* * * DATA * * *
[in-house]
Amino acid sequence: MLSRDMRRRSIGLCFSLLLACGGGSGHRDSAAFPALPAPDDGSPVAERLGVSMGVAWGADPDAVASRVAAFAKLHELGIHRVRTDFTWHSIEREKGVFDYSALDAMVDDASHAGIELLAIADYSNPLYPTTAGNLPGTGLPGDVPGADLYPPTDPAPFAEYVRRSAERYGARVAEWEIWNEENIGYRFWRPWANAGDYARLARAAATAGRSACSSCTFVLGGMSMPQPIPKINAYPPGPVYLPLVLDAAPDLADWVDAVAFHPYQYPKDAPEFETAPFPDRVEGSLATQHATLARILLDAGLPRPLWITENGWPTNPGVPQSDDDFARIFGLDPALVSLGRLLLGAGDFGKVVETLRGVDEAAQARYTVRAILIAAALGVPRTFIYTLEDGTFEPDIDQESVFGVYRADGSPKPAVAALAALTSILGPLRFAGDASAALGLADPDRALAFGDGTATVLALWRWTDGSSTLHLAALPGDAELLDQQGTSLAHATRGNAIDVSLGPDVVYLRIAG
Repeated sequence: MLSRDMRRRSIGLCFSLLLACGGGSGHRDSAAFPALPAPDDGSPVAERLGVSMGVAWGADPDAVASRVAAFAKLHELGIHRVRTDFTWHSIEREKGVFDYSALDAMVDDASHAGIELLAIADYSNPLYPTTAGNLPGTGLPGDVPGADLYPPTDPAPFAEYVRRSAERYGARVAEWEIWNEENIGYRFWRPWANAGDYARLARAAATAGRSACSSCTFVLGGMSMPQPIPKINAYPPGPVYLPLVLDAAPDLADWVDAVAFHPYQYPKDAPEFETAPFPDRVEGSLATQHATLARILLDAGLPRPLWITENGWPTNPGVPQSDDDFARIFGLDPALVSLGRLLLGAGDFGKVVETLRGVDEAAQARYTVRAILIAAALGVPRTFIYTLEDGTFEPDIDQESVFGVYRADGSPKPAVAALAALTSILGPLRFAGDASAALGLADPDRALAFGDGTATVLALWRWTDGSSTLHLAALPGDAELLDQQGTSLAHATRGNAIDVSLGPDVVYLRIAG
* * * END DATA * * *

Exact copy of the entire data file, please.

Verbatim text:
[in-house]
Amino acid sequence: MLSRDMRRRSIGLCFSLLLACGGGSGHRDSAAFPALPAPDDGSPVAERLGVSMGVAWGADPDAVASRVAAFAKLHELGIHRVRTDFTWHSIEREKGVFDYSALDAMVDDASHAGIELLAIADYSNPLYPTTAGNLPGTGLPGDVPGADLYPPTDPAPFAEYVRRSAERYGARVAEWEIWNEENIGYRFWRPWANAGDYARLARAAATAGRSACSSCTFVLGGMSMPQPIPKINAYPPGPVYLPLVLDAAPDLADWVDAVAFHPYQYPKDAPEFETAPFPDRVEGSLATQHATLARILLDAGLPRPLWITENGWPTNPGVPQSDDDFARIFGLDPALVSLGRLLLGAGDFGKVVETLRGVDEAAQARYTVRAILIAAALGVPRTFIYTLEDGTFEPDIDQESVFGVYRADGSPKPAVAALAALTSILGPLRFAGDASAALGLADPDRALAFGDGTATVLALWRWTDGSSTLHLAALPGDAELLDQQGTSLAHATRGNAIDVSLGPDVVYLRIAG
Repeated sequence: MLSRDMRRRSIGLCFSLLLACGGGSGHRDSAAFPALPAPDDGSPVAERLGVSMGVAWGADPDAVASRVAAFAKLHELGIHRVRTDFTWHSIEREKGVFDYSALDAMVDDASHAGIELLAIADYSNPLYPTTAGNLPGTGLPGDVPGADLYPPTDPAPFAEYVRRSAERYGARVAEWEIWNEENIGYRFWRPWANAGDYARLARAAATAGRSACSSCTFVLGGMSMPQPIPKINAYPPGPVYLPLVLDAAPDLADWVDAVAFHPYQYPKDAPEFETAPFPDRVEGSLATQHATLARILLDAGLPRPLWITENGWPTNPGVPQSDDDFARIFGLDPALVSLGRLLLGAGDFGKVVETLRGVDEAAQARYTVRAILIAAALGVPRTFIYTLEDGTFEPDIDQESVFGVYRADGSPKPAVAALAALTSILGPLRFAGDASAALGLADPDRALAFGDGTATVLALWRWTDGSSTLHLAALPGDAELLDQQGTSLAHATRGNAIDVSLGPDVVYLRIAG